LOS ANGELES — A federal judge issued a preliminary injunction barring six makers of popular aluminum scooters from selling models that allegedly infringe on a patent held by industry leader Razor USA.

Tuesday's ruling by U.S. District Court Judge Manuel Real was not expected to reduce the number of scooters available to consumers during the holiday shopping season.

Attorneys for several of the defendants in Razor USA's lawsuit said outside court that thousands of scooters their companies have already shipped to stores can still be sold, and they can easily retrofit other scooters to comply with the court's order.

Cislo said he will appeal the preliminary injunction and warned that in the mean time it may cause other scooter manufacturers to dump products on the market, bringing down prices and harming Razor.

"The children of America will have their scooters," Cislo said.

The injunction covers scooters made by Gen X Sports, K2, Titan, Wysco, Zenital, and Yunn Haaur Enterprises Inc. Their scooters are marketed under a variety of names.

Razor USA's attorney had no comment after the hearing, at which the patent infringement trial was set for Jan. 30.

The company's attorneys argued Monday before Real that the defendants copied distinctive features of Razor's scooters. The arguments hinged on interpretations of several key definitions in the patent and charges by defendants that Razor's lawsuit was an attempt to stifle competition during the critical holiday shopping season.

"This is unfair," Cislo said Monday. "Why are they entitled to a patent that is so broad, it covers everything in the world?"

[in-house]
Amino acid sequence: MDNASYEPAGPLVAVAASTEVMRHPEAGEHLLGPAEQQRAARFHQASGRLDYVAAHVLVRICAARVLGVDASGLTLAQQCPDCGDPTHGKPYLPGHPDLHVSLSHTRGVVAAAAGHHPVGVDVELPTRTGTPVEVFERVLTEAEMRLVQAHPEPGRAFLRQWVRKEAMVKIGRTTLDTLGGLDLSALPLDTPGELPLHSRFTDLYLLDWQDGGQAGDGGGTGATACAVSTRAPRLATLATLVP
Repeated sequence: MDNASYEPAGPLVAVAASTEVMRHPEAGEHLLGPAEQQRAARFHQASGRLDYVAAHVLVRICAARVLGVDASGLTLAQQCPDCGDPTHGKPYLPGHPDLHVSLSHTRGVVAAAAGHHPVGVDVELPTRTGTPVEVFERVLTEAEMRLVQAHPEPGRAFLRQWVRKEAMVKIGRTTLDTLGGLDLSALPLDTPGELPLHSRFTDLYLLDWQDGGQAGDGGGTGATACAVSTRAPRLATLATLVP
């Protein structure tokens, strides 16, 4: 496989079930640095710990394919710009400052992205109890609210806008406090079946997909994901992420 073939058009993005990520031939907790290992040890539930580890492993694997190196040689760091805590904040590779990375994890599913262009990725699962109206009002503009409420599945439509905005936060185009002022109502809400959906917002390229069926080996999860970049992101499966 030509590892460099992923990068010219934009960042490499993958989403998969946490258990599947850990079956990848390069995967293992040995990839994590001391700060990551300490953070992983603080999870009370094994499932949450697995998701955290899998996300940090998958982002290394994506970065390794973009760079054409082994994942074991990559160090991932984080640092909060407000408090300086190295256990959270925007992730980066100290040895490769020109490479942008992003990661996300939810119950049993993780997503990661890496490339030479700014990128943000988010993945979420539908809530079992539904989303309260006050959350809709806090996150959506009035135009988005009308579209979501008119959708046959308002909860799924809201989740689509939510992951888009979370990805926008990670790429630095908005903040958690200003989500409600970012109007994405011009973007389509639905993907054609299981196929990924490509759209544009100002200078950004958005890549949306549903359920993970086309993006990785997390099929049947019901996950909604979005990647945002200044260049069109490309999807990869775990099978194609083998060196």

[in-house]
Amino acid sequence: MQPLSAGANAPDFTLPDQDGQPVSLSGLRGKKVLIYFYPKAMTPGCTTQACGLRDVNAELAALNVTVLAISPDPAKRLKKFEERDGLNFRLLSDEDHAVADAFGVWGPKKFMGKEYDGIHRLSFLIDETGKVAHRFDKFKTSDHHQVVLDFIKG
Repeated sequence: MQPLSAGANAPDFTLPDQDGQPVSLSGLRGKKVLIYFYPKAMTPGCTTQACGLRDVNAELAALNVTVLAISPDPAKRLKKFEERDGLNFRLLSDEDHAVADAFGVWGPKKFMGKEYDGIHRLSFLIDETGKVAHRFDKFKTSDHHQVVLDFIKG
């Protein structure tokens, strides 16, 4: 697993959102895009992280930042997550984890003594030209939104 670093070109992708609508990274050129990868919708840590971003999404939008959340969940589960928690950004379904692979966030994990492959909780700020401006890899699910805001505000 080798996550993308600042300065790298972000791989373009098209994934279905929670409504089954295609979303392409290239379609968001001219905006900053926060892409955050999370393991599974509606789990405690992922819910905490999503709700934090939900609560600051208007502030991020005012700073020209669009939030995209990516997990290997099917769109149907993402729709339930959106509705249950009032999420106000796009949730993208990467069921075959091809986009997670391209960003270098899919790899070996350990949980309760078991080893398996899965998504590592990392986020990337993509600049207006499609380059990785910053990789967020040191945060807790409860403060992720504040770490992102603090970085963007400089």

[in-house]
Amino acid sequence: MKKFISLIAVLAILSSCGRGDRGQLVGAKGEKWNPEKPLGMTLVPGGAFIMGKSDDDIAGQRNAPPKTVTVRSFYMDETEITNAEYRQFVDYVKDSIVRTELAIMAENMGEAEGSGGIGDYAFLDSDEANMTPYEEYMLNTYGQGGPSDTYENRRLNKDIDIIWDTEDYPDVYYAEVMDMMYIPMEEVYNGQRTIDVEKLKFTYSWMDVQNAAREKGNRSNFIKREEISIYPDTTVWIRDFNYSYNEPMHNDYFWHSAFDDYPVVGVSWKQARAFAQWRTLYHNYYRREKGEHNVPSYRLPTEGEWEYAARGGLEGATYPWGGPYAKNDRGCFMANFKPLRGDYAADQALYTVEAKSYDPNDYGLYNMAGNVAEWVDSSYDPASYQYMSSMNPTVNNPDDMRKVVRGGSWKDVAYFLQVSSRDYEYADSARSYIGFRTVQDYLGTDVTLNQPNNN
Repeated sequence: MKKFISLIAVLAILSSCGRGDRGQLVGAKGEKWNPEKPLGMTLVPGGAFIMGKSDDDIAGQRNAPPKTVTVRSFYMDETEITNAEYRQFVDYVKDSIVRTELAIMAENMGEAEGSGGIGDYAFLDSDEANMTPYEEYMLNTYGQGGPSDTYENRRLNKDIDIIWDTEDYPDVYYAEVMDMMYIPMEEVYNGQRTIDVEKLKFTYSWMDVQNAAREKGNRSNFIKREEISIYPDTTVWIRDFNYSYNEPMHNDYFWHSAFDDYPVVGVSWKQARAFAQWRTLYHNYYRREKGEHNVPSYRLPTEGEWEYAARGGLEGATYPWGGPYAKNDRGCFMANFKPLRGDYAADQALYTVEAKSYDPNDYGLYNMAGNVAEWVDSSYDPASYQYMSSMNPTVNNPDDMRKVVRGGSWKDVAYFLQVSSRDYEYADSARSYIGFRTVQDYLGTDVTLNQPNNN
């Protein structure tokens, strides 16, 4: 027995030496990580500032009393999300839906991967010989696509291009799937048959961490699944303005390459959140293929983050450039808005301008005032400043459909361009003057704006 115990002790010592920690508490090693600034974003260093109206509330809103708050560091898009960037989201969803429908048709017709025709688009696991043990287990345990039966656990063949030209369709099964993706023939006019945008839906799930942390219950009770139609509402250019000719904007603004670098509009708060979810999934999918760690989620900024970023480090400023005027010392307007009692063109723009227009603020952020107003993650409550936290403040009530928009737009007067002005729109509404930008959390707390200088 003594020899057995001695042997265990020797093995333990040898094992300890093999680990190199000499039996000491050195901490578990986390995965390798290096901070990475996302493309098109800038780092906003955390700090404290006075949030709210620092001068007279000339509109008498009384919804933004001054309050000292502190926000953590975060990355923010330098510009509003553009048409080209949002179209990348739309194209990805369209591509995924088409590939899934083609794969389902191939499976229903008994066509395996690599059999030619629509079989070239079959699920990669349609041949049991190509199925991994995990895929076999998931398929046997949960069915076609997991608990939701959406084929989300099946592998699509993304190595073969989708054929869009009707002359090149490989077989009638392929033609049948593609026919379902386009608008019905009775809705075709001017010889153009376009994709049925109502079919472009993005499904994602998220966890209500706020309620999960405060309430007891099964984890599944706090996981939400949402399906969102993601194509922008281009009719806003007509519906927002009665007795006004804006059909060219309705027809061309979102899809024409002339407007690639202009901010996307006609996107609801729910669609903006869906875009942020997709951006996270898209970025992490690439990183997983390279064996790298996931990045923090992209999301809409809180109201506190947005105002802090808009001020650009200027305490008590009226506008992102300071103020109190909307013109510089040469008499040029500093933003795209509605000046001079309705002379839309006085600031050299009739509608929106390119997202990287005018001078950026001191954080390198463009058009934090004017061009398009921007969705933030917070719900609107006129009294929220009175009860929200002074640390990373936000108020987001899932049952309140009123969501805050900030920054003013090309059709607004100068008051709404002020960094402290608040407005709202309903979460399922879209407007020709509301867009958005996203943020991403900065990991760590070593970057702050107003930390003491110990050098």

Razor USA has reached settlements with several of the original 16 defendants, which will allow them to sell their existing supplies of scooters in return for a royalty payment on the patent. After their supplies are depleted, the companies will have to redesign their rear brake and, in some cases, change the look of the scooter, including the rectangular foot pad and oval grip tape.

"What they have acknowledged is they can redesign around the patent, which is exactly what we want them to do," Brian Sieve, an attorney for Razor USA said Monday.

Much of the argument centered around the definition of the word "connected" as used in the Razor patent. Attorneys for the defendants argued that when the Razor patent refers to elements of the fender brake being connected to the frame, the term should be taken to mean connected with a fastening device, such as a bolt.

Razor USA attorneys said the term should not be defined so narrowly, a contention the judge seemed to back.

"Are my two fingers connected?" Real asked one attorney, holding his two index fingers together in the air. "I say they're connected and I don't see any bolt."

Razor USA sued 16 makers and distributors of rival scooters in November.

The company sells scooters made by Taiwan-based JD Corp. It was assigned a U.S. patent on Oct. 31 for the rear fender, which acts as a brake when stepped on. The next day, the company filed a patent infringement lawsuit in federal court.

Real issued a temporary restraining order against the defendants in November.

The stakes are high for scooters. In September, the Razor was the top-selling toy in the nation based on total sales, according to the NPD Group, which tracks toy sales.